My USAF C-130 crew flew LAPES and CDS supply drops over besieged Khe Sanh in 1968. Our best flight there, however, took place on the day the siege ended. We landed and on-loaded a hundred Marines led by a captain whose humongous grin is still imprinted in my brain.
“I’ve never been this happy to leave anyplace,” he said, and thanked us at least a dozen times.
Khe Sanh is legendary in military history as both a high and low point for Americans and North Vietnamese. Thirty thousand NVA soldiers surrounded 6,000 United States Marines for ten weeks at that remote combat base in Quang Tri Province. The NVA failed to capture the base. After the siege lifted, however, the Americans abandoned the base and destroyed it.
Michael Archer, a nineteen-year-old Marine PFC at the time, served as a radio operator in the Khe Sanh Fire Support Coordination Center. He helped keep aircraft free from the line of fire of outgoing artillery, working alongside Capt. Mirza Munir Baig, a man with “a head like a computer,” who programmed the artillery.
Archer pays tribute to Baig in The Gunpowder Prince: How Marine Corps Captain Mirza Munir Baig Saved Khe Sanh (Amazon Digital Services, 145 pp. $14.95, paperback; .99, Kindle). Born to a royal family of India, Baig became an American citizen and chose a warrior’s life. He arrived in Vietnam in 1963, two years ahead of Marine combat units, and roamed the countryside developing a spy network and interrogating prisoners. In 1966 he saw action as an artillery officer in Operation Hastings before returning to in-country counterintelligence the following year.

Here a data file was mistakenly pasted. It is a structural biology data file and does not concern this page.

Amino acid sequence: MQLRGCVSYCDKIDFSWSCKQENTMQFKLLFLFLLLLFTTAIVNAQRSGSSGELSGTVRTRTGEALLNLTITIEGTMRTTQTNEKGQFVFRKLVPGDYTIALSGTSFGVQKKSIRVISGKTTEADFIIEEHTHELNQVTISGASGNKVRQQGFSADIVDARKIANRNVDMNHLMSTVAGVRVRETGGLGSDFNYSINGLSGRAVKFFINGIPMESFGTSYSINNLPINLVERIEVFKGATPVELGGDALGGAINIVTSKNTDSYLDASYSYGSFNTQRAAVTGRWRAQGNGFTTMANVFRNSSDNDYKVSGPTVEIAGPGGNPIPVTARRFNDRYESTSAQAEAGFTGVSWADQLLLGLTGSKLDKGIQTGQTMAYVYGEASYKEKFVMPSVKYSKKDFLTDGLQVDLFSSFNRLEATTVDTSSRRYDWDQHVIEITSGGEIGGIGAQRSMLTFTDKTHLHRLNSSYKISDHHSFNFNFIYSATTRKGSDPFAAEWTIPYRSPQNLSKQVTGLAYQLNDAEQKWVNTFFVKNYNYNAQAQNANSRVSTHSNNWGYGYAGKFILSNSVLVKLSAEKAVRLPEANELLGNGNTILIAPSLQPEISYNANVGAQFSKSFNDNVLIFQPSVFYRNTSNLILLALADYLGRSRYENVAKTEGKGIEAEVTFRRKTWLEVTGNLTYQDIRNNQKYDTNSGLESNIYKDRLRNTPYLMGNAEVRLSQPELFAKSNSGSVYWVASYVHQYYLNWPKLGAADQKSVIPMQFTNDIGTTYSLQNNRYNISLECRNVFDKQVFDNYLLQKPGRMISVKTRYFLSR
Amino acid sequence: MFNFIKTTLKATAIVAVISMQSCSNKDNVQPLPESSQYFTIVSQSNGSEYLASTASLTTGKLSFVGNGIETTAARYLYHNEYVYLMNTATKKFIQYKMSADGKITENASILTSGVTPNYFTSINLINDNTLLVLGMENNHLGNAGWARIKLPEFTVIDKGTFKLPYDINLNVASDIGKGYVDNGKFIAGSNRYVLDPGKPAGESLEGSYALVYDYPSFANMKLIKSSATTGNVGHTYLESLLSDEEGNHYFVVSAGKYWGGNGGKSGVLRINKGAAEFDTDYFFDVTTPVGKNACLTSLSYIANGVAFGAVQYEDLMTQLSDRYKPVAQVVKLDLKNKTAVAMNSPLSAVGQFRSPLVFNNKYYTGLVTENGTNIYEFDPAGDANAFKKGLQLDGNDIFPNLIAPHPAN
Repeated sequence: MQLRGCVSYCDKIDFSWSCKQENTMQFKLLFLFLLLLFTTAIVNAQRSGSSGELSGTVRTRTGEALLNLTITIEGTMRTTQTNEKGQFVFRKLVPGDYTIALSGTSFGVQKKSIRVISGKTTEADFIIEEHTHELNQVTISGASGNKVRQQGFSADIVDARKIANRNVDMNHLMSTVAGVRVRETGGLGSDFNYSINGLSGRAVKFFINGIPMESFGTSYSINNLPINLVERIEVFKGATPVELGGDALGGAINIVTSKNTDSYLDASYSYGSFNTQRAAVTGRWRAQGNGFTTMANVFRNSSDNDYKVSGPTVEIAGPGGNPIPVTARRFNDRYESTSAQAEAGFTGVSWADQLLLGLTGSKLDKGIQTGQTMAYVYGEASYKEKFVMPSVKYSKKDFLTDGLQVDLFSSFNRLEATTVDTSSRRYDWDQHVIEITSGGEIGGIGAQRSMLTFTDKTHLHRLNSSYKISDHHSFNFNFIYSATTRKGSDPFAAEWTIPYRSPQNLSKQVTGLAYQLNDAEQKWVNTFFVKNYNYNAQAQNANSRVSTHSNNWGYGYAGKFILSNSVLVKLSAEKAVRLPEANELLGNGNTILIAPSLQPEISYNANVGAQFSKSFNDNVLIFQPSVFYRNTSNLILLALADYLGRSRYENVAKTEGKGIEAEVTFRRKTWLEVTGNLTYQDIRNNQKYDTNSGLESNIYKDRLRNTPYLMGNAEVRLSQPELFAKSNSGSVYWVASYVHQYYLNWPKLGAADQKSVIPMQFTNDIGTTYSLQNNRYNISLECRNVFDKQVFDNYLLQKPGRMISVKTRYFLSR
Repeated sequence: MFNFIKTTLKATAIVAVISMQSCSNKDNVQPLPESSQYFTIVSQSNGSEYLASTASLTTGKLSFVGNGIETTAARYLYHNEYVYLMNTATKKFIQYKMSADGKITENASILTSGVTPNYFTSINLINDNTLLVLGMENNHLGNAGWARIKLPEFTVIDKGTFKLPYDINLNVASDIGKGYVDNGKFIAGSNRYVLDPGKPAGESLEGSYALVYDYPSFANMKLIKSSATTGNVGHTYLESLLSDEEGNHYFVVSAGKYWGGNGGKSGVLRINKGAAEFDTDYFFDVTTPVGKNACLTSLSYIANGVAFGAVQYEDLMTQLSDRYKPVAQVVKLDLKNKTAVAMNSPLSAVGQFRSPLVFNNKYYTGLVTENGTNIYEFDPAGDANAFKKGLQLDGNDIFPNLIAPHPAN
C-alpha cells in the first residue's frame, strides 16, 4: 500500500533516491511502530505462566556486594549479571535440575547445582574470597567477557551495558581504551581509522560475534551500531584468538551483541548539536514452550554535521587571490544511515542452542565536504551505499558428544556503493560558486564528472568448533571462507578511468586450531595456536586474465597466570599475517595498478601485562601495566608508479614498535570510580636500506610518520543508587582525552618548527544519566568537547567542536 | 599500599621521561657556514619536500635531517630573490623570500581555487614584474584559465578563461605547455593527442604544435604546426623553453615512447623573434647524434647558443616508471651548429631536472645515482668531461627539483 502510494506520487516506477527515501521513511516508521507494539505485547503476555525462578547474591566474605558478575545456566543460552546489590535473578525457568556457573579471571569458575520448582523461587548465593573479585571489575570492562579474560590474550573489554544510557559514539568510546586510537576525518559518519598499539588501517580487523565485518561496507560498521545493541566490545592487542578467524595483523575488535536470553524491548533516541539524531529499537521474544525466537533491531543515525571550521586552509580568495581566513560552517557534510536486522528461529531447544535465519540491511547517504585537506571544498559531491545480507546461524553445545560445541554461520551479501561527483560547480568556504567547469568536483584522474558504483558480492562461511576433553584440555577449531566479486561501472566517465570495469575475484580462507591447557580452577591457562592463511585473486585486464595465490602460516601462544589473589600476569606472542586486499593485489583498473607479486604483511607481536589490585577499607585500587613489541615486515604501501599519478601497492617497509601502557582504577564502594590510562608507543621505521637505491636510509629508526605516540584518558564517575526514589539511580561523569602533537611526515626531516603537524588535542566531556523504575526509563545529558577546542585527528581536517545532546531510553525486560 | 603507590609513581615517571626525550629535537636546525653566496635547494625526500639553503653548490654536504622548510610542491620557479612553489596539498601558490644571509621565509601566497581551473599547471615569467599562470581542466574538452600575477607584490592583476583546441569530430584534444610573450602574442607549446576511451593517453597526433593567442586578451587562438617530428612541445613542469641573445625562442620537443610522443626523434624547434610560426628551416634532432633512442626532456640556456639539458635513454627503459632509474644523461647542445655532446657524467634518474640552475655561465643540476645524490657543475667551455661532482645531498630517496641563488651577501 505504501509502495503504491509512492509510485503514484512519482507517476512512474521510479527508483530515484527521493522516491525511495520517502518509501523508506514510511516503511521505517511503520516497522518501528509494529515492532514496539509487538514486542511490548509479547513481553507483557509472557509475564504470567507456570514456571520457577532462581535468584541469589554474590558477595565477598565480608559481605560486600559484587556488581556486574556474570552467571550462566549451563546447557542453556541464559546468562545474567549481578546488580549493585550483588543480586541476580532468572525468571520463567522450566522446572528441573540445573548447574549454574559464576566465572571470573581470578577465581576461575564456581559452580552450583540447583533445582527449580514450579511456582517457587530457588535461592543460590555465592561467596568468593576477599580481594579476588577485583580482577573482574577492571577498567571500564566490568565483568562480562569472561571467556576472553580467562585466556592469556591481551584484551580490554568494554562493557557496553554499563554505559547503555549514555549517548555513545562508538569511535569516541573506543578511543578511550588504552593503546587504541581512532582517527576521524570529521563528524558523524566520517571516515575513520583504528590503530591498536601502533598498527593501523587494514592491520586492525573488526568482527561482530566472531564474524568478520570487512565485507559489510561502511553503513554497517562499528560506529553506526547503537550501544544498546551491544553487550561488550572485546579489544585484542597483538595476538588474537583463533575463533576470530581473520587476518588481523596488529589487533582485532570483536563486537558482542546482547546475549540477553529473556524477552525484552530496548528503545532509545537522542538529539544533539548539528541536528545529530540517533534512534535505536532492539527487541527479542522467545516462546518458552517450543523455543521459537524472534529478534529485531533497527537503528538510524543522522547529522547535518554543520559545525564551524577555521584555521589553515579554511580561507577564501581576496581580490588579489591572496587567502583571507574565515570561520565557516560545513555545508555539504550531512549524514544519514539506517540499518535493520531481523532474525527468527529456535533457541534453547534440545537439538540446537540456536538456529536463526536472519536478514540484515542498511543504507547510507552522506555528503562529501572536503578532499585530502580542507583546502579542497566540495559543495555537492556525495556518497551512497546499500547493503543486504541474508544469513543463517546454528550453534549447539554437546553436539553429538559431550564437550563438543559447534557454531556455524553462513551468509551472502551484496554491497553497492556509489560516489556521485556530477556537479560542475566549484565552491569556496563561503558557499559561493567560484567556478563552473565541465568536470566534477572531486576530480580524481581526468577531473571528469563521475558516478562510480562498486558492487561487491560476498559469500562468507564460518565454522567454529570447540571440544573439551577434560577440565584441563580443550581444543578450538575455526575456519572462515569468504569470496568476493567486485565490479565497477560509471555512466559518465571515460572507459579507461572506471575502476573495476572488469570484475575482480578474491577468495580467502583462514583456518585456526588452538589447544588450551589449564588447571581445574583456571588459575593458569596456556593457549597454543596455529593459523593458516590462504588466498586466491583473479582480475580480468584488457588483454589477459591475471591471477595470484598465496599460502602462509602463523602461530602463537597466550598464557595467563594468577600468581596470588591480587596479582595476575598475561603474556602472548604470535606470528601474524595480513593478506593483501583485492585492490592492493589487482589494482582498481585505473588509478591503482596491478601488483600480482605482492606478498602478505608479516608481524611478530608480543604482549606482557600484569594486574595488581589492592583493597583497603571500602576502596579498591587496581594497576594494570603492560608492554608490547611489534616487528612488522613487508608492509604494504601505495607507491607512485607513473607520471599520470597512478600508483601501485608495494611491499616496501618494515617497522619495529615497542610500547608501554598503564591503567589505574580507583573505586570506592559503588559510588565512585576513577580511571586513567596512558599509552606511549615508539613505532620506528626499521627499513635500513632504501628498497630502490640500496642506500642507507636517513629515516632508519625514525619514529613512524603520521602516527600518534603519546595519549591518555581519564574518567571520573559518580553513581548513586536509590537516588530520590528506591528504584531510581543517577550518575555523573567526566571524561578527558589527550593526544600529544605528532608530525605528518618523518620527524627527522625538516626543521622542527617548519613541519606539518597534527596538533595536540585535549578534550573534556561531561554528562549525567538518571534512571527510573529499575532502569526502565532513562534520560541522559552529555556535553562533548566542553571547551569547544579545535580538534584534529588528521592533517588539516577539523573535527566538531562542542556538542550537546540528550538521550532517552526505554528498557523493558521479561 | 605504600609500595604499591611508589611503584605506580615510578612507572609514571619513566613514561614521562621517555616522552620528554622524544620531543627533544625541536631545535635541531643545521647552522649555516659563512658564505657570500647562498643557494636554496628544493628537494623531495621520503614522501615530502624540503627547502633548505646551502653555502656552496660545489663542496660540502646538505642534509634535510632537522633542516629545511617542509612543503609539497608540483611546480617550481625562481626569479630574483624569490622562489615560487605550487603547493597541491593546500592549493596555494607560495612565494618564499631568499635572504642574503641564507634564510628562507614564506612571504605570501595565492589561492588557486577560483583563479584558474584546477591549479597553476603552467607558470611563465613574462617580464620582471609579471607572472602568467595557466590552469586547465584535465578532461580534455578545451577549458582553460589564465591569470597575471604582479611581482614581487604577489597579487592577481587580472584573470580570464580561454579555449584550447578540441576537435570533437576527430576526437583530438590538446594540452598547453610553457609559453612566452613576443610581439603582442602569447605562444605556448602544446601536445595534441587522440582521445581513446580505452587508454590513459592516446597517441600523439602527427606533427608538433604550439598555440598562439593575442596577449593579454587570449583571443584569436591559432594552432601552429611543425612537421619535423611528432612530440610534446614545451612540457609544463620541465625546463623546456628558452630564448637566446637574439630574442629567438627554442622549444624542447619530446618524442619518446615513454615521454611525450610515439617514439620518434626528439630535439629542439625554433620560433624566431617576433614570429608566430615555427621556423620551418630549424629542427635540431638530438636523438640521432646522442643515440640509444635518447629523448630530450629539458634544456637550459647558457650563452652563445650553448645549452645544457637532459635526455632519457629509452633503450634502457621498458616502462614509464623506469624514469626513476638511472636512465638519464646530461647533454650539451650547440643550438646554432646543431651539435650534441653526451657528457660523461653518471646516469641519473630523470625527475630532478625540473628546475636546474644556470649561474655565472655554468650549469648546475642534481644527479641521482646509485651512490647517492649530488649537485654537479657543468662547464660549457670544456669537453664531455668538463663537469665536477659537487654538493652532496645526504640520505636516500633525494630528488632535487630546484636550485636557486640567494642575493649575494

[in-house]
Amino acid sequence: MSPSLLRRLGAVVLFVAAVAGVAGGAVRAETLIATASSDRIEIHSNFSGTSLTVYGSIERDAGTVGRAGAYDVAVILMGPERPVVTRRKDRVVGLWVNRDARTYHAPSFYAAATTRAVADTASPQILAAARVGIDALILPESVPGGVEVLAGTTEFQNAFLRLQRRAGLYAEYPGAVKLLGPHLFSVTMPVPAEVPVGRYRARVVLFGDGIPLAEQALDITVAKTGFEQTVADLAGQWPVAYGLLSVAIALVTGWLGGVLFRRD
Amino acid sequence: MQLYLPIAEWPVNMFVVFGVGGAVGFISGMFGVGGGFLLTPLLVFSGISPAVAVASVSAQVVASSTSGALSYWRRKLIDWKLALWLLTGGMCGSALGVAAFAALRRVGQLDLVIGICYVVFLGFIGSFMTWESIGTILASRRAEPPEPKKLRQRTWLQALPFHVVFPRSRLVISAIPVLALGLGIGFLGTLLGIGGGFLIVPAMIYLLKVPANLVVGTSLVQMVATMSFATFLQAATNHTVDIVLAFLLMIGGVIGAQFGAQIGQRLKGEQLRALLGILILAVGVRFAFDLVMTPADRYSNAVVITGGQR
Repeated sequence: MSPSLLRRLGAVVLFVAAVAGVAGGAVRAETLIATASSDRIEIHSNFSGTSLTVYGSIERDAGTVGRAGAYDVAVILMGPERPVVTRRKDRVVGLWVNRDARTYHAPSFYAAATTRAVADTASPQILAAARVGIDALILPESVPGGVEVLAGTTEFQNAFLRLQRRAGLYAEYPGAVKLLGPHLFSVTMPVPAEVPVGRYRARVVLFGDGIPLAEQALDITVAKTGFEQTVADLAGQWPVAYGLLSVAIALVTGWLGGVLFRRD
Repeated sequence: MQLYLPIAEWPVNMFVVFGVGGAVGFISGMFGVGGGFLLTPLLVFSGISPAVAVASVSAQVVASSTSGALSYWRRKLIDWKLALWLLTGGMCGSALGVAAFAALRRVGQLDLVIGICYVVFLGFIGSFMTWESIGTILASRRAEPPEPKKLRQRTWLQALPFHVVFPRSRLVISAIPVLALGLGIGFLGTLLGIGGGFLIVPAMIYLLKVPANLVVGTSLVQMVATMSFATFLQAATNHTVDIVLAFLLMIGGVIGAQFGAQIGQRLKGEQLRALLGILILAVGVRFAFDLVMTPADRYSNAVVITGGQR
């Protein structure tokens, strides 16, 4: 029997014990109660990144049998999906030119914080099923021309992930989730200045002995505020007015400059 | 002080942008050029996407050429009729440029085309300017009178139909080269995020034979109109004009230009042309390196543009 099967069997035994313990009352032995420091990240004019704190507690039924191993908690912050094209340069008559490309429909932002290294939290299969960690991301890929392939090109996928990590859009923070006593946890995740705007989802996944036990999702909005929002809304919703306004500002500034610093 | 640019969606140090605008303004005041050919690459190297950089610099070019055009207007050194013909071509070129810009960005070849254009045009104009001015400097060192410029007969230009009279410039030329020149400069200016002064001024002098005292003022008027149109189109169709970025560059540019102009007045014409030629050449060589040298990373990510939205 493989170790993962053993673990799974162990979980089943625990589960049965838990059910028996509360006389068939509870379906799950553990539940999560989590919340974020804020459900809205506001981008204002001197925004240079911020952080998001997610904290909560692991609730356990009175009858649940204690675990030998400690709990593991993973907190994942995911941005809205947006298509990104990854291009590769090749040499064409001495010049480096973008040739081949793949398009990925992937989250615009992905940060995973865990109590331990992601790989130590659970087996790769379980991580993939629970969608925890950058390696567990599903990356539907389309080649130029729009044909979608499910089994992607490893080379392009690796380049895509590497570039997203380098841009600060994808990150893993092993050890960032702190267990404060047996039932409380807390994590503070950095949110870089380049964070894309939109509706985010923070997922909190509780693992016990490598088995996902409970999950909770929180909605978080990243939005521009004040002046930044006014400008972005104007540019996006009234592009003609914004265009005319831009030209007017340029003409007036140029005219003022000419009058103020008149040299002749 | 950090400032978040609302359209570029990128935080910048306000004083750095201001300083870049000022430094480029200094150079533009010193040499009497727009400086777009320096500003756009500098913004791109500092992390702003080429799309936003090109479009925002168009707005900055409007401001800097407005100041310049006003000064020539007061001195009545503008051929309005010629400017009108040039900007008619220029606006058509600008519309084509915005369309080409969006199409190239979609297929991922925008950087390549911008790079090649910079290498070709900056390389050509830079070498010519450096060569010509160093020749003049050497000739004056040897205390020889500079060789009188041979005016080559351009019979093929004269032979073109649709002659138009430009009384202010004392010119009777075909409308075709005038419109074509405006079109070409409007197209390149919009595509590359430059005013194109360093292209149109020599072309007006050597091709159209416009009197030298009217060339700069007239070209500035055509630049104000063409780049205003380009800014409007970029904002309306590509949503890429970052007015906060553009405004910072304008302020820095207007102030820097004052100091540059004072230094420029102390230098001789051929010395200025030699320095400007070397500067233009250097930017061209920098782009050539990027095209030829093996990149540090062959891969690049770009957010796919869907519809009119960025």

Baig’s leadership skill rested on three factors: knowledge of past tactics followed by Vo Nguyen Giap, which allowed him to anticipate enemy maneuvers; an ability to predict enemy troop deployments based on listening to audio pickups from a top-secret sensor system; and an art for segmenting terrain into target areas, which expedited delivering firepower ranging from artillery shells to B-52 bombs.
Additionally, when targeting, Baig took advantage of the NVA’s lack of radio discipline: They often led him to themselves. Archer shows how these talents stifled buildups of NVA men and equipment necessary to overrun Khe Sanh, thereby forcing the enemy to switch from assault to encirclement tactics.
Baig’s biggest problem was poor intelligence. He felt “uninformed and in constant peril” while awaiting information that sped up the chain of command but trickled down slowly, Archer writes. That information was “old, incomplete, and almost always useless” to him. My own Vietnam War experience also included intelligence briefings that lacked timely data.
While lauding Baig, Archer analyzes the siege from both sides. He discusses the decisions of President Johnson and Gen. Westmoreland, which are familiar to many Americans. Of greater interest, he presents the thinking of the North Vietnamese. They recognized, Archer writes, that “an absurd series of mishaps, flukes of incredible bad luck, and appalling security blunders” kept the NVA from repeating a Dien Bien Phu-type victory.
Recent English translations of Vietnamese books and articles are providing insights that confirm or deny ideas that, for half a century, have been speculation among western thinkers. Archer refers to such sources throughout his book.
Similarly, by researching NVA archives, Istvan Toperczer of the Hungarian Air Force revealed the enemy’s side of the war in his books, MiG-17/19 Aces of the Vietnam War and MiG-21 Aces of the Vietnam War. Furthermore, information is now available regarding inadequate NVA defensive actions along the Ho Chi Minh Trail, particularly efforts to reduce large-scale transportation losses to American AC-130 Spectre gunships.
The Gunpowder Prince is Archer’s third book about Khe Sanh. It contains a great deal of new material. Archer has done his homework and presents scholarly arguments. At the same time, he finds interest in everyday events.
He provides an array of photographs to enhance the text. Both of his previous books have won awards.
The author’s website is www.michaelarcher.net